Jeff Gordon emerged Sunday in front of about six cars that each had a chance to win the 47th Daytona 500 as they bumped and shoved each other at high speed. Four lead changes highlighted the last nine laps. Dale Earnhardt Jr. came from as far back as 30th place to grab his first lead of the race briefly before Gordon passed him.
The race went three laps beyond the scheduled 200-lap distance because of accidents and caution laps. Gordon stayed in front over two final laps of full racing to beat Kurt Busch by two car-lengths while Earnhardt placed third. Gordon said the win was shared with his team, especially the people who take care of the car. "I knew for 500-miles that the pit crew of that team, and hopefully with some patience, would pay off there at the end. And it certainly did," he said.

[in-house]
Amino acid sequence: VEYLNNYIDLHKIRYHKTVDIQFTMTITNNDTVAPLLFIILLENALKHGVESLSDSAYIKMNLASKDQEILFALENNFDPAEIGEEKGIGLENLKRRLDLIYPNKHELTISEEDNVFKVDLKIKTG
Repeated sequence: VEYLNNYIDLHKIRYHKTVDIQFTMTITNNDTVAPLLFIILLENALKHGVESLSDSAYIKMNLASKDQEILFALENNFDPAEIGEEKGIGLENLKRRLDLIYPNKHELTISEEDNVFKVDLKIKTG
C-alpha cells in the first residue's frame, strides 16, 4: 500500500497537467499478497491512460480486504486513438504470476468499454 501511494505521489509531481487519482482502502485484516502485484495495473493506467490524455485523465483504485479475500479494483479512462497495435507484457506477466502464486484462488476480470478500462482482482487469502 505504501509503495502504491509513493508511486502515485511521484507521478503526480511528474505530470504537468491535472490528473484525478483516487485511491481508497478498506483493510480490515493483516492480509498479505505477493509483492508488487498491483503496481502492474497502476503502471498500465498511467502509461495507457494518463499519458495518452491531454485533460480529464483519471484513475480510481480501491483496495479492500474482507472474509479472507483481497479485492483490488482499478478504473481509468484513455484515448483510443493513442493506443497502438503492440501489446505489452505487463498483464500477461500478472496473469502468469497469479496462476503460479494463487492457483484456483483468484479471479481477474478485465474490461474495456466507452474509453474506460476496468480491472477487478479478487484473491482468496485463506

Gordon is the fifth driver to win three or more Daytona 500s, joining seven-time champion Richard Petty, Cale Yarborough with four victories and Bobby Allison and Dale Jarrett who won three each.
Unlike other sports that end seasons with their biggest contest, the NASCAR season opens with its premier event at Daytona. The so-called Great American Race began on the hard sand of Daytona Beach itself before the speedway was constructed. The track is narrow compared to other stops on the NASCAR circuit, making passing more difficult and spectacular crashes more likely.